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Few images from World War II are as heart wrenching as those of Jewish child survivors of the Holocaust. A new PBS movie, The Windermere Children, and an accompanying documentary, The Windermere Children: In Their Own Words, tell the poignant, redemptive story of some of those youth.
It’s best to watch the movie first. It masterfully draws viewers back to August, 1945, when the British government, prodded by Jewish philanthropist Leonard Montefiore, agrees to give refuge to child survivors of the Nazi regime. Three hundred of them arrive in the dead of night at a rehabilitation camp near Lake Windermere in northwest England.
Without over-sentimentality, the film captures the children’s gradual transformation over four months from fear and constant nightmares to growing optimism and personal development.
Watching a child’s astonishment at having his own room, a bed with clean sheets, and limitless food, reminds us of what deprivations the children endured. Scenes of a young boy flying barefoot through the woods with joyful abandon, and others of children spontaneously riding bikes in their underclothes re-create what must have been sheer delight for these survivors.
The teacher and psychiatrist in charge, Oscar Friedmann, himself a German-born Jewish orphan who survived Sachsenhausen concentration camp, never raises his voice. When the children frantically grab bread from the tables and dash to hide it, the doctor orders more, saying, “Let them see it will never run out.”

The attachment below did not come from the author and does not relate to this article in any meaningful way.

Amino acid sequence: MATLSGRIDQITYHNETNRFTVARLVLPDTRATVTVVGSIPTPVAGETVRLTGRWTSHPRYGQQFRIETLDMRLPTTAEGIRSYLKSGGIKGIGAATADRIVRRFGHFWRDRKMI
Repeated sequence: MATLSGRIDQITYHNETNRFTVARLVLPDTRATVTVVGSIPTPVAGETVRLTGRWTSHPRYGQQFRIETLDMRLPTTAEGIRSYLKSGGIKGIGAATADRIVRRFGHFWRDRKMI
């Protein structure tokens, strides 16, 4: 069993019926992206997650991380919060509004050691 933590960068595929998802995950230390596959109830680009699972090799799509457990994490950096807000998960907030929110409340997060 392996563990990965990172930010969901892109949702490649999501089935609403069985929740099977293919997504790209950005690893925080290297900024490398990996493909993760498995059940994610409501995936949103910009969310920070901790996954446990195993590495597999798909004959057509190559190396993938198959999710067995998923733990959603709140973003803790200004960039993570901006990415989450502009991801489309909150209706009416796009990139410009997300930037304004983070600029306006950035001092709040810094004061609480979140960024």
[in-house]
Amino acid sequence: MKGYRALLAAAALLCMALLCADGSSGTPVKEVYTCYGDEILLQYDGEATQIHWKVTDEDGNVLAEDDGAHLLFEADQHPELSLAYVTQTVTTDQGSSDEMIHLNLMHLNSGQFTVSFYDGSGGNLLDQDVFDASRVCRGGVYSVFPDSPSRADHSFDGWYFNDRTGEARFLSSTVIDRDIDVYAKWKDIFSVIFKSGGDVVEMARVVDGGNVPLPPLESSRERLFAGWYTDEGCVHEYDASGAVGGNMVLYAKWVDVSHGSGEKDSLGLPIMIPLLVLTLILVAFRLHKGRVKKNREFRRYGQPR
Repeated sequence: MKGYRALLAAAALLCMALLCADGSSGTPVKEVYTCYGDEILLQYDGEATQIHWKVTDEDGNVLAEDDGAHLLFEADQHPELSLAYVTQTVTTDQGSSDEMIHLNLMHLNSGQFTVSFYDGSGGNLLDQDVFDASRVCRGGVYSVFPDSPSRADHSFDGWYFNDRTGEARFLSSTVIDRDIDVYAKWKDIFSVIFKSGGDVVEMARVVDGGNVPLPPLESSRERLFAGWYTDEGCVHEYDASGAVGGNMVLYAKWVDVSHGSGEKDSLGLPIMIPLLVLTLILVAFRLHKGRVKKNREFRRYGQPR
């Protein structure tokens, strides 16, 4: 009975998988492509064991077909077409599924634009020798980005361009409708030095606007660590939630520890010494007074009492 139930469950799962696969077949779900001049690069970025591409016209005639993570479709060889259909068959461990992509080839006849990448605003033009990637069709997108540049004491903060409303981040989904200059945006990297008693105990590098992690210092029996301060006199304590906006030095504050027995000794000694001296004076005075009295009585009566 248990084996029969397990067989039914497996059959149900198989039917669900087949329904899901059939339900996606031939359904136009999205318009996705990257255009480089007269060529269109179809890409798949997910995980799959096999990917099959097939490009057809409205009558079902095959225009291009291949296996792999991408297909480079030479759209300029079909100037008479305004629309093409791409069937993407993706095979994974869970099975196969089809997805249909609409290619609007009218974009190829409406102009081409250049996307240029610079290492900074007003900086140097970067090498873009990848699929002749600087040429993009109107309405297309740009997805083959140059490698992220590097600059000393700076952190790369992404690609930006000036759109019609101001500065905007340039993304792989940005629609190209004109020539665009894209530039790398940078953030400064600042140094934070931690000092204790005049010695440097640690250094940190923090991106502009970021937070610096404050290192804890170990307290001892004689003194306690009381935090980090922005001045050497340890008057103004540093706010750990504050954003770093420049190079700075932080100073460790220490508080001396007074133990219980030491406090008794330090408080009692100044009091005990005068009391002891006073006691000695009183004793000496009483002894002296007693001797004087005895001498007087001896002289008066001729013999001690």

He treats them with compassion, but not coddling: “Don’t grab whatever you want from the world because you think your suffering entitles you. … Earn your place in the world.”
The documentary supplements the film beautifully, giving depth, detail, and context. Survivors, now adults, share memories of Windermere and how it changed their lives. Historic photos and colorized footage of the children, some of whom were liberated from camps the night before Nazis were to exterminate them, authenticate each emotional interview.
We learn Windermere staffers were volunteers, including the coach who encouraged physical development and used soccer as a bridge to the townspeople. He identified one boy as having great athletic potential; this young man later captained Britain’s 1956 and 1960 Olympic weightlifting team and was knighted in 2018.
Several Windermere practices stemmed from Freudian psychology. Freud’s sister, on staff, used the new idea of art therapy to encourage children’s expression. Neither film promotes psychotherapy, nor do they explore faith deeply, although a young rabbi leads prayers to provide children a Jewish context. Some children later disavow God, unable to reconcile suffering with His existence.
These two unrated productions not only provide powerful reminders of World War II realities and repercussions, but they exemplify the transformative power of love, even for the most wounded.
—This story has been updated to correct the spelling of Leonard Montefiore’s name.